The difficult road home

From waiting in long queues to booking bus tickets to travelling through risky roadways, passengers for years have been facing several problems while travelling their way back home for festivals


With the onset of the biggest festival of Nepalis — Dashain, a huge number of Kathmandu’s denizens are preparing to leave the Capital for their hometowns. It is estimated that around three million people will be leaving the City during the festivities, and to facilitate this mass exodus, pre-bookings of bus tickets were opened on September 22 by transport entrepreneurs, while ticket bookings were opened at counters located at Kalanki, Balkhu, Gongabu New Bus Park, Old Bus Park, Koteshwore, Tilganga, Chabahil, Swoyambhu, Sundhara, Nagdhunga, Jagati and Lagankhel.

Same old problems

Preferably ticket bookings for public vehicles ideally start three weeks before Dashain, but in the recent years due to various disagreements between transport entrepreneurs and Department of Transport Management (DoTM), ticket bookings for public vehicles have experienced frequent delays. This year too, the bookings for bus tickets started only a week before the onset of Dashain, subsequent to which ticket counters at bus stations of the Capital were seen to be chaotic and extremely crowded. Reportedly, even though in the first week of September the government had requested transport entrepreneurs to start booking for bus tickets for the festivities from September 11, transport entrepreneurs had proposed a revision in public transportation fare before the festive season began.

Basanta Bhandari, General Secretary at Federation of Nepalese National Transport Entrepreneurs shares, “The public vehicles’ fare has not been revised since 2012, so we have been requesting a fare revision since the past decade. This year the authorities have assured us that they will look into the fare revision process after Dashain and Tihar.”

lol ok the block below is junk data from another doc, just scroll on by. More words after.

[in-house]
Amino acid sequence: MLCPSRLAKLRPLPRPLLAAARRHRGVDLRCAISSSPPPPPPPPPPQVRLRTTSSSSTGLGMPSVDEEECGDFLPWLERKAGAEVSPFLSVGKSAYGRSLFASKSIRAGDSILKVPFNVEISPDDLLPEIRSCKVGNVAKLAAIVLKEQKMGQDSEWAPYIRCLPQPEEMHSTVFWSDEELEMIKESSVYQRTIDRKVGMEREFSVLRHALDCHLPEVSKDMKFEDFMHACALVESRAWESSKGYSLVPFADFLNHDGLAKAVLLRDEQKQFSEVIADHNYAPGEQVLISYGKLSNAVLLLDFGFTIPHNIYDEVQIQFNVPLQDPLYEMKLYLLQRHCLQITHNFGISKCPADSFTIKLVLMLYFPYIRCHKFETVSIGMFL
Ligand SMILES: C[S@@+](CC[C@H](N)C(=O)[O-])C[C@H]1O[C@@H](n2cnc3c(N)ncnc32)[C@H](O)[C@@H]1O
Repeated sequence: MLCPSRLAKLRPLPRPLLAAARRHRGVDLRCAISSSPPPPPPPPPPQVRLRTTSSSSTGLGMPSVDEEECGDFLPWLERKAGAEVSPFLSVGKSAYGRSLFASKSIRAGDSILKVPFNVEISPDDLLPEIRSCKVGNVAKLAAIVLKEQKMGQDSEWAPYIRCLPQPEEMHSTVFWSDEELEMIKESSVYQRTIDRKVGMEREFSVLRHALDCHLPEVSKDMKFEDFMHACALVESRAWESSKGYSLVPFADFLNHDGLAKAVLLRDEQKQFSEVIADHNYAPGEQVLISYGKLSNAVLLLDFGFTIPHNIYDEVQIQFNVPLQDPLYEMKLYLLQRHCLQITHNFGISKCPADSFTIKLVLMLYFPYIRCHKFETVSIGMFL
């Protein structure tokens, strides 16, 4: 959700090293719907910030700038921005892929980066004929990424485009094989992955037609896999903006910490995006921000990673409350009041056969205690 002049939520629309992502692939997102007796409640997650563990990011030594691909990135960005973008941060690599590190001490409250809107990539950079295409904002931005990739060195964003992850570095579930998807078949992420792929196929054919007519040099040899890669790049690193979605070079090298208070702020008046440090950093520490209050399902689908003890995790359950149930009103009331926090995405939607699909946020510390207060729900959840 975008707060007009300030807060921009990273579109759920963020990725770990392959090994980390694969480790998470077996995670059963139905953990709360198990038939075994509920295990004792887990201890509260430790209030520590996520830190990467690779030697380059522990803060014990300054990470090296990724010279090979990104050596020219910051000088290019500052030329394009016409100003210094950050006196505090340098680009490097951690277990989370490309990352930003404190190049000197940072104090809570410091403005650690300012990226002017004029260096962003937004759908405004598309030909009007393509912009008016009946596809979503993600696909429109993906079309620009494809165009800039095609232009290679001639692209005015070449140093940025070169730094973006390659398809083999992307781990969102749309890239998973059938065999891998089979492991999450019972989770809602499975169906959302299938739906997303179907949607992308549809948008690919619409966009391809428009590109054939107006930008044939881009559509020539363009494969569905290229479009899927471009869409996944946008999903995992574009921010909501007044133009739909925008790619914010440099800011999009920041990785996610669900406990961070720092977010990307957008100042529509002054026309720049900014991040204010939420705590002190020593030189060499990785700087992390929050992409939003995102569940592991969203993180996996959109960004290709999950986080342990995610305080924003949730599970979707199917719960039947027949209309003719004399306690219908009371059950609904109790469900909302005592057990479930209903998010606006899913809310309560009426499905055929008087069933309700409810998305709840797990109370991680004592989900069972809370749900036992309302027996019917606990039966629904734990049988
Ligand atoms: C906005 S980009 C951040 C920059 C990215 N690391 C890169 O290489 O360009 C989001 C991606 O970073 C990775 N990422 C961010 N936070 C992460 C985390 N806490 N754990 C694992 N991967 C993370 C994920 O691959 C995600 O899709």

According to Bhandari, this year the transport entrepreneurs did not have any demands regarding opening bus ticket bookings. Likewise, Tirtha Raj Khanal, Spokesperson at DoTM shares that this year, operations regarding ticket bookings have been running smoothly. Khanal shares, “We have mobilised two monitoring teams inside the Valley to observe ticket counters so that customers do not face hassles while booking tickets.”

Consumers in difficulty

Sarika Nepal, who was travelling to Bhairahawa from Kathmandu on September 25, shares that she had to stand in line for an hour at Gongabu New Bus Park before finally getting to book bus tickets a day before earlier. She shares, “Every year we have to stand in long queues just to book a few tickets. I was hoping for the pre-bookings of the tickets to start earlier this year, but on the contrary the bookings opened quite late.”

She adds, “It seems like transport entrepreneurs are only running the public vehicles for profit without taking consumers’ interests into consideration as purchasing tickets are extremely taxing during the festivities.”

When quipped about the reason behind delay in opening public vehicles’ tickets, Bhandari answers, “The processes involved with transforming transport committees and federations to company modality are quite complicated, so delays in acquiring and renewing of route permits and company registration took a lot of time causing the delay.”

As per him, transport entrepreneurs had planned on starting ticket pre-bookings from September 19, but since a lot of public holidays fell on the planned dates, they postponed the booking opening to a later date — September 22.

Bhandari quotes, “This year, we haven’t put forth any outrageous demands, it is our duty to serve the passengers and we are doing everything in our capacity to facilitate the smooth flow of passengers in and out of the Valley.”

He adds, “I believe the late opening of ticket bookings has not affected the passengers as adequate number of tickets for passengers to various locations across the country is available.”

Risky roads